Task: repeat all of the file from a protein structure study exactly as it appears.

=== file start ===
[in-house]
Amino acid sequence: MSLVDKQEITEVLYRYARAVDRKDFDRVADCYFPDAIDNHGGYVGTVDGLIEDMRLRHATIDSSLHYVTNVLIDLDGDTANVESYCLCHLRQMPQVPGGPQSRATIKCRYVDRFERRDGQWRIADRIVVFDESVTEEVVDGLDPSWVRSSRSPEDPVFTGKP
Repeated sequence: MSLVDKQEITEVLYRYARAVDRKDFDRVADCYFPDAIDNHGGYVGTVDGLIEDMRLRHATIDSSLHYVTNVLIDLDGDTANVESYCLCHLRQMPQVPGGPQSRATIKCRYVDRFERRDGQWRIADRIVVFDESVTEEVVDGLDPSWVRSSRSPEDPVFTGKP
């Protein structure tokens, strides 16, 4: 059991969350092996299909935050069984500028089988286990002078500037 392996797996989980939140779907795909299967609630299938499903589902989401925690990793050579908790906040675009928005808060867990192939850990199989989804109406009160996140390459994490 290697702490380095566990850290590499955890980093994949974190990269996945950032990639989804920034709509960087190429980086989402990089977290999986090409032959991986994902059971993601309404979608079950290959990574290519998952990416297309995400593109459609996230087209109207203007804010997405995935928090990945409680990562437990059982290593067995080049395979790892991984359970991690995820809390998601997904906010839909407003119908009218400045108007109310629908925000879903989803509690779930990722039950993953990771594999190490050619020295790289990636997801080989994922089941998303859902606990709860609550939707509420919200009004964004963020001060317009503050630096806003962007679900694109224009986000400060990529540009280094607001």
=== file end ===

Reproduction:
[in-house]
Amino acid sequence: MSLVDKQEITEVLYRYARAVDRKDFDRVADCYFPDAIDNHGGYVGTVDGLIEDMRLRHATIDSSLHYVTNVLIDLDGDTANVESYCLCHLRQMPQVPGGPQSRATIKCRYVDRFERRDGQWRIADRIVVFDESVTEEVVDGLDPSWVRSSRSPEDPVFTGKP
Repeated sequence: MSLVDKQEITEVLYRYARAVDRKDFDRVADCYFPDAIDNHGGYVGTVDGLIEDMRLRHATIDSSLHYVTNVLIDLDGDTANVESYCLCHLRQMPQVPGGPQSRATIKCRYVDRFERRDGQWRIADRIVVFDESVTEEVVDGLDPSWVRSSRSPEDPVFTGKP
């Protein structure tokens, strides 16, 4: 059991969350092996299909935050069984500028089988286990002078500037 392996797996989980939140779907795909299967609630299938499903589902989401925690990793050579908790906040675009928005808060867990192939850990199989989804109406009160996140390459994490 290697702490380095566990850290590499955890980093994949974190990269996945950032990639989804920034709509960087190429980086989402990089977290999986090409032959991986994902059971993601309404979608079950290959990574290519998952990416297309995400593109459609996230087209109207203007804010997405995935928090990945409680990562437990059982290593067995080049395979790892991984359970991690995820809390998601997904906010839909407003119908009218400045108007109310629908925000879903989803509690779930990722039950993953990771594999190490050619020295790289990636997801080989994922089941998303859902606990709860609550939707509420919200009004964004963020001060317009503050630096806003962007679900694109224009986000400060990529540009280094607001």